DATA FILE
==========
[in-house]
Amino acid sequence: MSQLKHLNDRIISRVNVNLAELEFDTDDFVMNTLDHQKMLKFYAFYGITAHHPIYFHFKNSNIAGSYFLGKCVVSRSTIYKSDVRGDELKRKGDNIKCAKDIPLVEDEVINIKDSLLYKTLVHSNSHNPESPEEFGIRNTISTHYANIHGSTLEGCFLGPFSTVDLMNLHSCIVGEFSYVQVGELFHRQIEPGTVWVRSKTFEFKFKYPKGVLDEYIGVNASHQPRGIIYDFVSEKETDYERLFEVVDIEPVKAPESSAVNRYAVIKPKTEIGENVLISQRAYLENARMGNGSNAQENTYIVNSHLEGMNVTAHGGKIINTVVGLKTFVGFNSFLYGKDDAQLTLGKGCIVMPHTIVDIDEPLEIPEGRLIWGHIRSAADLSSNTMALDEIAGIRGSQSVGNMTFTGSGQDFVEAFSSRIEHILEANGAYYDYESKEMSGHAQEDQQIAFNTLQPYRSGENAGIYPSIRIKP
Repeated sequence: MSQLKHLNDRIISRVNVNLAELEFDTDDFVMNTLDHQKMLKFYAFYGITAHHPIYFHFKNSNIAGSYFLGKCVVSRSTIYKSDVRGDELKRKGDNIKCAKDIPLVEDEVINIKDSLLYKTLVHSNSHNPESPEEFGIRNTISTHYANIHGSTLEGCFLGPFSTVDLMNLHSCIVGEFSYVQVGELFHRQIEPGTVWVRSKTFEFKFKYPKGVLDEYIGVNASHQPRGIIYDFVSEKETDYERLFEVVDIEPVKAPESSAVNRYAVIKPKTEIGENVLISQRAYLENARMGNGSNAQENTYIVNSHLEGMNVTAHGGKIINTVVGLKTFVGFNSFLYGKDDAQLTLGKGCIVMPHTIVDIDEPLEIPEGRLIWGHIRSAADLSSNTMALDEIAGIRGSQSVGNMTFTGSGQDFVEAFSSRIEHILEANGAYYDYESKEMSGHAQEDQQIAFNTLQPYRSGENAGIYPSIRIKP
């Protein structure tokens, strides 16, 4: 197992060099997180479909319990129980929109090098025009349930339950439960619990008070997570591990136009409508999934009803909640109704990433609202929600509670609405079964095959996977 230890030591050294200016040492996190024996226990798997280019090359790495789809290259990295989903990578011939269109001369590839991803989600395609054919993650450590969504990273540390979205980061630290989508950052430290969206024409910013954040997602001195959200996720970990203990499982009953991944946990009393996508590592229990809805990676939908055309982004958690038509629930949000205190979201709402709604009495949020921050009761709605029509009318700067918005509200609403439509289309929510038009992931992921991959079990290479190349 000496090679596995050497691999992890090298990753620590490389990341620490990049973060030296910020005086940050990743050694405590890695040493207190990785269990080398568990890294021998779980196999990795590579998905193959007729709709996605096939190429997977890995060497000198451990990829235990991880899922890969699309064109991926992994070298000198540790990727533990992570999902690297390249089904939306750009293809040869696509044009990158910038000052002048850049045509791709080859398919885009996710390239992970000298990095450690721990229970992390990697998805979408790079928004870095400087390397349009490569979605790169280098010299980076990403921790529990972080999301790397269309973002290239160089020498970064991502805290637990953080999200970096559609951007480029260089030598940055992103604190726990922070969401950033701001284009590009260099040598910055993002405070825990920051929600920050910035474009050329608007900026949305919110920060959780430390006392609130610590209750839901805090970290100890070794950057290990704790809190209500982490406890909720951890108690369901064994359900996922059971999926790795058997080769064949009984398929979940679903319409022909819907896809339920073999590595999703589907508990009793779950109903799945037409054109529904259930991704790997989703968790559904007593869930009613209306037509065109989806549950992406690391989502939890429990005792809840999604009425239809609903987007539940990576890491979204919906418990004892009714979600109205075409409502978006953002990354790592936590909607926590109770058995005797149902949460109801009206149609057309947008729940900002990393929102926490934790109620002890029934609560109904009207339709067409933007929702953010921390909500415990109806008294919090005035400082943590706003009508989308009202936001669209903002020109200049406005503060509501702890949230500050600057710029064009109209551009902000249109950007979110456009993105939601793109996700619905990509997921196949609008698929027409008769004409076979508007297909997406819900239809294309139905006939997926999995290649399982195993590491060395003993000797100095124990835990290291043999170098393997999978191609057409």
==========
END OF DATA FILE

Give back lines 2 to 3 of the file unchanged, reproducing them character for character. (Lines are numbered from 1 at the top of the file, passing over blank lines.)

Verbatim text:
Amino acid sequence: MSQLKHLNDRIISRVNVNLAELEFDTDDFVMNTLDHQKMLKFYAFYGITAHHPIYFHFKNSNIAGSYFLGKCVVSRSTIYKSDVRGDELKRKGDNIKCAKDIPLVEDEVINIKDSLLYKTLVHSNSHNPESPEEFGIRNTISTHYANIHGSTLEGCFLGPFSTVDLMNLHSCIVGEFSYVQVGELFHRQIEPGTVWVRSKTFEFKFKYPKGVLDEYIGVNASHQPRGIIYDFVSEKETDYERLFEVVDIEPVKAPESSAVNRYAVIKPKTEIGENVLISQRAYLENARMGNGSNAQENTYIVNSHLEGMNVTAHGGKIINTVVGLKTFVGFNSFLYGKDDAQLTLGKGCIVMPHTIVDIDEPLEIPEGRLIWGHIRSAADLSSNTMALDEIAGIRGSQSVGNMTFTGSGQDFVEAFSSRIEHILEANGAYYDYESKEMSGHAQEDQQIAFNTLQPYRSGENAGIYPSIRIKP
Repeated sequence: MSQLKHLNDRIISRVNVNLAELEFDTDDFVMNTLDHQKMLKFYAFYGITAHHPIYFHFKNSNIAGSYFLGKCVVSRSTIYKSDVRGDELKRKGDNIKCAKDIPLVEDEVINIKDSLLYKTLVHSNSHNPESPEEFGIRNTISTHYANIHGSTLEGCFLGPFSTVDLMNLHSCIVGEFSYVQVGELFHRQIEPGTVWVRSKTFEFKFKYPKGVLDEYIGVNASHQPRGIIYDFVSEKETDYERLFEVVDIEPVKAPESSAVNRYAVIKPKTEIGENVLISQRAYLENARMGNGSNAQENTYIVNSHLEGMNVTAHGGKIINTVVGLKTFVGFNSFLYGKDDAQLTLGKGCIVMPHTIVDIDEPLEIPEGRLIWGHIRSAADLSSNTMALDEIAGIRGSQSVGNMTFTGSGQDFVEAFSSRIEHILEANGAYYDYESKEMSGHAQEDQQIAFNTLQPYRSGENAGIYPSIRIKP